Food Service Countertops Approved by NSF
John Boos & Co., a leader manufacturer of kitchen equipment for the food service industry, makes these butcher block counter tops out of rock maple – the strongest of the North American hardwoods – in three different thicknesses: 1.5, 1.75 and 2.25 inches. They’re available in a wide variety of standard sizes, as narrow as 24 inches and as wide as 60 inches; and in lengths from 36 inches to 144 inches.
Acclaimed chefs and cookbook authors Greg Denton and Gabrielle Quiñónez Denton - 2016 finalists for the “James Beard Award, Best Chef Northwest” competition and named among the Best New Chefs by Food & Wine magazine – opened their second unique restaurant concept in Portland in April 2016. Called SuperBite, its aim is to pack big flavor into small dishes. The Dentons are shown here showing off the John Boos NSF-approved countertops they chose for SuperBite.
These Blended-Grain Butcher Block Counters Are Affordable, as Well as Food-Safe
Blended-style, also referred to as jointed edge-grain style, is the most economical of the three common butcher block construction styles. Blended boards and blocks make use of short and medium-size lengths of wood, not just long rails such as those that used in edge-grain counters. Essentially, wood strips left over from the making of edge-grain boards can be used in blended boards. Hence, they cost less.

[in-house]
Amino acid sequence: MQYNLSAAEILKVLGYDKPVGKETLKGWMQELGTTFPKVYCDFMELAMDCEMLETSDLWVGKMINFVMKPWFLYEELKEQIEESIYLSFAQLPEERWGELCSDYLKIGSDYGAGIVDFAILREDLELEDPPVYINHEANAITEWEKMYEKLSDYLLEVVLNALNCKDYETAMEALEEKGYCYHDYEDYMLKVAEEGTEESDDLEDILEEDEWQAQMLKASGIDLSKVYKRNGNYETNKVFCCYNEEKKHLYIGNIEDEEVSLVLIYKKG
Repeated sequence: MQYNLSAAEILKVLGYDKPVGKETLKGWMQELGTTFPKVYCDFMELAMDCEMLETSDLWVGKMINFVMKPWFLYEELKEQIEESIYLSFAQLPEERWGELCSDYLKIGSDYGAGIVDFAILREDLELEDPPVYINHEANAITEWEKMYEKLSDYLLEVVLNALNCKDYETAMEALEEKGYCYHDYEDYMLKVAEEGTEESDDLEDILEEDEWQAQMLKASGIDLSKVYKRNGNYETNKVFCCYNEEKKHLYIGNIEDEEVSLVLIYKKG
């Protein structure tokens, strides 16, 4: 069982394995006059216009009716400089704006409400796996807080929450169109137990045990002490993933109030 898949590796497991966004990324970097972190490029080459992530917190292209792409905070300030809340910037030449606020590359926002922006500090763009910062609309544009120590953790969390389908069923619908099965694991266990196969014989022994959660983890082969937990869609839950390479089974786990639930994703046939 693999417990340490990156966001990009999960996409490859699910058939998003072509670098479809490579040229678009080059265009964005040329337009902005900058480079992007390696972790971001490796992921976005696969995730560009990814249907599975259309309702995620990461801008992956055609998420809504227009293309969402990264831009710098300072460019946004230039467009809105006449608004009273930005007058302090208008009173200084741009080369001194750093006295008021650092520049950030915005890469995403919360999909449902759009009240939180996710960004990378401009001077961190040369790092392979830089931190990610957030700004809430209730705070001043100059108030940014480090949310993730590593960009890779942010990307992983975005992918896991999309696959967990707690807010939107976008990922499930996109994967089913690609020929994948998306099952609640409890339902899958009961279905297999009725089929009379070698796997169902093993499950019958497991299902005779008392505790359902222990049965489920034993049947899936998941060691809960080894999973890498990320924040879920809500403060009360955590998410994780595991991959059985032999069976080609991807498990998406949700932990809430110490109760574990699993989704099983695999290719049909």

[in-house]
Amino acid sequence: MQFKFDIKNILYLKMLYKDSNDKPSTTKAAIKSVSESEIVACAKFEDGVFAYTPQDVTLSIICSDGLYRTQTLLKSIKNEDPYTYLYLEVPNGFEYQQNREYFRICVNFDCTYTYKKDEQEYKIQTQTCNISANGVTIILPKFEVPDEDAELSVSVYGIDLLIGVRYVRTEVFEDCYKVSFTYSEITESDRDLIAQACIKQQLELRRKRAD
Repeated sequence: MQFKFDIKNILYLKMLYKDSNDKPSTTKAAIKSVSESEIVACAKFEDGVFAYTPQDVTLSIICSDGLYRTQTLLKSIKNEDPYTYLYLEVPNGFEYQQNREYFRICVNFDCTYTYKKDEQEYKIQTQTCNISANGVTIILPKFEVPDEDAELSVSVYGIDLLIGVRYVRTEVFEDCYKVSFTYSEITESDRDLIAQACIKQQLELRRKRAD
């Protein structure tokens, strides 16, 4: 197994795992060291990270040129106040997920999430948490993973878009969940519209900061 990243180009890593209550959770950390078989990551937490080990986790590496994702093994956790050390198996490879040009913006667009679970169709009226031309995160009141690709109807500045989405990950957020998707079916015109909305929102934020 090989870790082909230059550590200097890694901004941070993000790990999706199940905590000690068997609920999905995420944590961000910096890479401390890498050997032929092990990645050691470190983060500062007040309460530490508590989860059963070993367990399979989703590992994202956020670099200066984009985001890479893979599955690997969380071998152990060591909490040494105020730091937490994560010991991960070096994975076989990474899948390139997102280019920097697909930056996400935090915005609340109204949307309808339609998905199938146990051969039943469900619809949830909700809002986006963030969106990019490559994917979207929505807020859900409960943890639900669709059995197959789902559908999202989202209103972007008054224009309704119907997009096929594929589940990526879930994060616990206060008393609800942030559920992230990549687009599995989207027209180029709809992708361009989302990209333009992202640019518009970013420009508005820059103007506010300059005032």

Regardless of grain style, all butcher block counters provide a clean, sanitary work surface that’s sound and safe for food preparation work, provided that the tops are well-made and maintained. NSF, the organization that reviews manufacturers’ workplaces and processes to ensure adherence to industry best practices, has inspected Boos’ Illinois-based wood plant and judged their materials and practices worthy of NSF certification. To maintain the integrity and great looks of your wood counters, after each use clean them with warm, soapy water and a sponge or cloth. Be sure to remove any material remaining on the top, to wipe away and pools of water, then to dry the surface with paper or cloth towels. Every few weeks apply a coating of butcher block oil in order to keep the wood moisturized and protected with a food-safe moisture barrier.
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